Saturday, 27 November 2010

Frozen Fingers And The Kiss Of Death Fuel Cards

The good news was that there was no snow on the west side of the country, making the drive less stressful. The bad news was the thought of returning to the ice and snow of the hills.

The depot had lost its water supply. The pipes had frozen solid. Therefore it was impossible to wash the buses. They were a two toned dirty black and grey colour with accumulated grit and salt they had picked up from the roads. The yard in front of the main entrance was covered in several inches of ice and really was like an arena where ice hockey is played.

Even worse,the diesel tanks were empty. No diesel delivery was due until next week, so none of the buses could be refuelled at the depot. Therefore it meant a stop at a Truckstop and using one of the fuel cards which are kept in a folder on the bus.

The relationship between fuel cards and me can only be described as kiss of death. I can never get them to work. The pin is always invalid, the card never works or I do not press the right buttons at the right time. My heart sank when the boss said I had to refuel on the way back from Lancashire and at the cheapest place.

The first Truckstop at Junction 38 on the M6 was a bad start. It was automated. It would not recognise the pin number and after so many attempts blocked the card. One down. The other two truckstops were in Penrith and the results were worse. The first was fully automated and did not seem to take any form of known fuel card, except perhaps for Russian ones. The second had a shop next to the pumps.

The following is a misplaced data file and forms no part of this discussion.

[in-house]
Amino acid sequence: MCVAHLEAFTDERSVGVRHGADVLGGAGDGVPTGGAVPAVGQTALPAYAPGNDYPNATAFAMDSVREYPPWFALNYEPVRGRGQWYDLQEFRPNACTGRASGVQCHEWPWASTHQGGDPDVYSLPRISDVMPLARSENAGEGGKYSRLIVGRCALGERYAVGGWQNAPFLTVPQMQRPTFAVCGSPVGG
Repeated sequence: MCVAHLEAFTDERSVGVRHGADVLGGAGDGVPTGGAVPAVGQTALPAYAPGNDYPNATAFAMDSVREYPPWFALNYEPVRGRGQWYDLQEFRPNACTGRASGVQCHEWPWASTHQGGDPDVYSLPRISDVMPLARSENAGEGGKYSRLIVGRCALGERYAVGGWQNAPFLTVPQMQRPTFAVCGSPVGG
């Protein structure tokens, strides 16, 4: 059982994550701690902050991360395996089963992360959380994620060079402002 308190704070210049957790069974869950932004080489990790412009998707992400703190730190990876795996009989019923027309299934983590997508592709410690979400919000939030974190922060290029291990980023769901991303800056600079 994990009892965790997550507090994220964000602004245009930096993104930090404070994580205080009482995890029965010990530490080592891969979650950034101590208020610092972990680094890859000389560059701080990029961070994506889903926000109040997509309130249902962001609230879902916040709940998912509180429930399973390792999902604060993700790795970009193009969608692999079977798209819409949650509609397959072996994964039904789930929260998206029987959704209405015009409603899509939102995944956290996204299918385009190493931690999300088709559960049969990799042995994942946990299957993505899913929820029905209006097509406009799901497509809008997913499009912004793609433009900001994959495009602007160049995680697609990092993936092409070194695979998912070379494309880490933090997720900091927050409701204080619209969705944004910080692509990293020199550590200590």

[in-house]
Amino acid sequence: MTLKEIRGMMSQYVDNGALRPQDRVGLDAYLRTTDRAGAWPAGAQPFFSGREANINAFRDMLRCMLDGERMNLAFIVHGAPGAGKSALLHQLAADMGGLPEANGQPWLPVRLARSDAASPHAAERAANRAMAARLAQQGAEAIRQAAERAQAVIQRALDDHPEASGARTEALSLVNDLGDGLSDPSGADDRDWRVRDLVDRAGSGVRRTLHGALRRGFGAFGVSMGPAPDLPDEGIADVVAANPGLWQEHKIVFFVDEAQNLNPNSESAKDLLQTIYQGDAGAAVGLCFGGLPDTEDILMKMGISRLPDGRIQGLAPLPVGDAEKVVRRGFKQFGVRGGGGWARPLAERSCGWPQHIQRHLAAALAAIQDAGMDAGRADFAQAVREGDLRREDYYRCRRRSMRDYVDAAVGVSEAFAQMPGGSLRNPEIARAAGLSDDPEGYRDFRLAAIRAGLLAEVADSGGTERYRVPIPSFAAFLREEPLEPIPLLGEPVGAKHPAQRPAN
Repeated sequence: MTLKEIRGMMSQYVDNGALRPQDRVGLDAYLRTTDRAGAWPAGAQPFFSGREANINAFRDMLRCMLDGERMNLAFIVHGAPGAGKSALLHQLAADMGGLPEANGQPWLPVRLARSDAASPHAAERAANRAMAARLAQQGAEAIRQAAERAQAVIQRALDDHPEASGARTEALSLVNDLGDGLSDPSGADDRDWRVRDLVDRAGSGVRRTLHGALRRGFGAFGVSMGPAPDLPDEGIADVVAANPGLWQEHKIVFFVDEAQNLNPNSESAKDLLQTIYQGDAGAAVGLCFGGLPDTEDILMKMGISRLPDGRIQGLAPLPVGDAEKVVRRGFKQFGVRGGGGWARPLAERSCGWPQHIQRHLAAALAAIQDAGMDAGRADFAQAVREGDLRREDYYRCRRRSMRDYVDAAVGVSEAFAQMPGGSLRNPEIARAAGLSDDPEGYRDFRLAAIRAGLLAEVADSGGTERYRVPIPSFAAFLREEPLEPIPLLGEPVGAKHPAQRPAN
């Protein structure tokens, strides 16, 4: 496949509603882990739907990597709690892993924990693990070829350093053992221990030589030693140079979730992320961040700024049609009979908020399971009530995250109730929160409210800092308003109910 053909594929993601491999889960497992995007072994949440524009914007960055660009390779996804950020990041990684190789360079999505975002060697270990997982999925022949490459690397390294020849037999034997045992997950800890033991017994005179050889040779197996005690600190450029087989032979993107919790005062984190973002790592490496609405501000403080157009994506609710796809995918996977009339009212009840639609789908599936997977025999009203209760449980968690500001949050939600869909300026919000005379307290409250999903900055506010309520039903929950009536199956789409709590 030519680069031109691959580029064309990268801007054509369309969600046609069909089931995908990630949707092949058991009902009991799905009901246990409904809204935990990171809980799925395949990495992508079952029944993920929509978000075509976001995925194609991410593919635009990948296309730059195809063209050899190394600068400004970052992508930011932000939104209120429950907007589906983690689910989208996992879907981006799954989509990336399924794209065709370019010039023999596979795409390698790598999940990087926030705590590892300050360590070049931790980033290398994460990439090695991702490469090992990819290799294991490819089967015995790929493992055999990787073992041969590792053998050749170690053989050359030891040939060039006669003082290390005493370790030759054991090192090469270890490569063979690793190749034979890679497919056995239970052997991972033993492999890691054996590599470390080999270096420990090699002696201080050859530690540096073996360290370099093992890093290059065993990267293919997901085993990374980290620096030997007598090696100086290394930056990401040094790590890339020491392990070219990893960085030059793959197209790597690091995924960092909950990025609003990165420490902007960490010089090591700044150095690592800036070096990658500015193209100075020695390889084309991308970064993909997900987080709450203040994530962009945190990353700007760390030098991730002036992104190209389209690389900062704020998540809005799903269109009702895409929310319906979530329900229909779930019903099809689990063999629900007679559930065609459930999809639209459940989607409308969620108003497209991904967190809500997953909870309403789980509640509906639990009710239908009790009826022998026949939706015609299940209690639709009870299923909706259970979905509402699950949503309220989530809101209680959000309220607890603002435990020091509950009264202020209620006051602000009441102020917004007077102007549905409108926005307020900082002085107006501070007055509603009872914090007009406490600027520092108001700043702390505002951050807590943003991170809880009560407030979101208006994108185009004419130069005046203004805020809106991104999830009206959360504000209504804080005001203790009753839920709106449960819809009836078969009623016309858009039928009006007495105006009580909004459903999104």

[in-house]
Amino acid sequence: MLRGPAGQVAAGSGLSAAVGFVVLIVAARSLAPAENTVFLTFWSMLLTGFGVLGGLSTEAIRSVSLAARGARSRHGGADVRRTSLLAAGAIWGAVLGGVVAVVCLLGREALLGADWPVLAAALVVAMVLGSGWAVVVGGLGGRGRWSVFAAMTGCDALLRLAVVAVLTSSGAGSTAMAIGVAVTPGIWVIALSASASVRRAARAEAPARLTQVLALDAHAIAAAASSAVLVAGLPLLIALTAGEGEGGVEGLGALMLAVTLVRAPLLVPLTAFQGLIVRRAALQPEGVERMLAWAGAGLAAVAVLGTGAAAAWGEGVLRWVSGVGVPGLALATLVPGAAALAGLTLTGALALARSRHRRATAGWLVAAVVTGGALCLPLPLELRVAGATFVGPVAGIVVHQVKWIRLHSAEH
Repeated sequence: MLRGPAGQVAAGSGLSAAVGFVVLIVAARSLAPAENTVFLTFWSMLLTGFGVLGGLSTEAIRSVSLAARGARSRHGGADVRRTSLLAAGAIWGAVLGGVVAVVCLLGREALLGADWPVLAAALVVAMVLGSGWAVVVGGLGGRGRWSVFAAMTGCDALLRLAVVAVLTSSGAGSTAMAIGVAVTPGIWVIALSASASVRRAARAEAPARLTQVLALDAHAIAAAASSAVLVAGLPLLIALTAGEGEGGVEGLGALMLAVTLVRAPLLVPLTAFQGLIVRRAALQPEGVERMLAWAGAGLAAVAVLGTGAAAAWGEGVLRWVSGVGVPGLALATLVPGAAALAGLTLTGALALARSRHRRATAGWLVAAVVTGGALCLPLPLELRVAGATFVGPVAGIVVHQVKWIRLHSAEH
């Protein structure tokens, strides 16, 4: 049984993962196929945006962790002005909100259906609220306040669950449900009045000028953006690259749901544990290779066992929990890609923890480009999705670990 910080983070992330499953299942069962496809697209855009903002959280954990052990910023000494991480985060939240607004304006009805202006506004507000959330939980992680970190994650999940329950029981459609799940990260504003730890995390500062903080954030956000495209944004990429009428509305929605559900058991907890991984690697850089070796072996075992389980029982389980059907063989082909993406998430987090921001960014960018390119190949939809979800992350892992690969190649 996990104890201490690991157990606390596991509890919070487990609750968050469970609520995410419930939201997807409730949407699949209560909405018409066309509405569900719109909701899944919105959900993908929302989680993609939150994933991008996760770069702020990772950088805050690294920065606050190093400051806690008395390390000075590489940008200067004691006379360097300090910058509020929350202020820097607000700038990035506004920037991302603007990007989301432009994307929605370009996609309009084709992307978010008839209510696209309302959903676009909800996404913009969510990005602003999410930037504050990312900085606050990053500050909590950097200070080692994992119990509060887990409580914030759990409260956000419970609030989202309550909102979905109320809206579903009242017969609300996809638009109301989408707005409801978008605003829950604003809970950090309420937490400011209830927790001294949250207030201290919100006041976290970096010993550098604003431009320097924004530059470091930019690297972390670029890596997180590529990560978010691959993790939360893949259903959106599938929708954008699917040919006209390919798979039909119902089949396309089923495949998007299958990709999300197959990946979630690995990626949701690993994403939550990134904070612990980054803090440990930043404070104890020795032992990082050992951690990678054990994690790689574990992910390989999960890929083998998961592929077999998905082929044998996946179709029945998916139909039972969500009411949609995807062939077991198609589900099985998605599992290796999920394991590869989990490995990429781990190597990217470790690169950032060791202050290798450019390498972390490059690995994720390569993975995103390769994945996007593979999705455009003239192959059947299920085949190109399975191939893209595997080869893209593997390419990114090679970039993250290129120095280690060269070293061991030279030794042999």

The shop was crowded with truckers in black beany hats, blue overalls and fluorescent waistcoats sheltering from the cold and standing in a circle telling jokes. There was silence when I entered and a dozen faces turned to stare at me, like the scene from a Western where the Sheriff enters the saloon in Dodge City.

"Which cards do you accept?" I asked.

The man who was sitting on top of the ice cream freezer took my wallet and one by one took out and examined the cards.

" Sorry mate. You'll have to go to the services or otherwise it is Carlisle."

Great help. Carlisle was 17 miles away. Plus the extra 20 miles to do the round robin trip to the depot would negate any savings made on the cheaper fuel prices.

As I left the shop, I felt a dozen sets of eyes following my every mood. I satisfied myself that it was fortunate that this filling station was not automated as by that time my fingers were so cold that if they had been asked to type in any sort of pin, then undoubtedly another fuel card would have been blocked.

Though the bus is now running on empty, I suppose I am grateful for small mercies.

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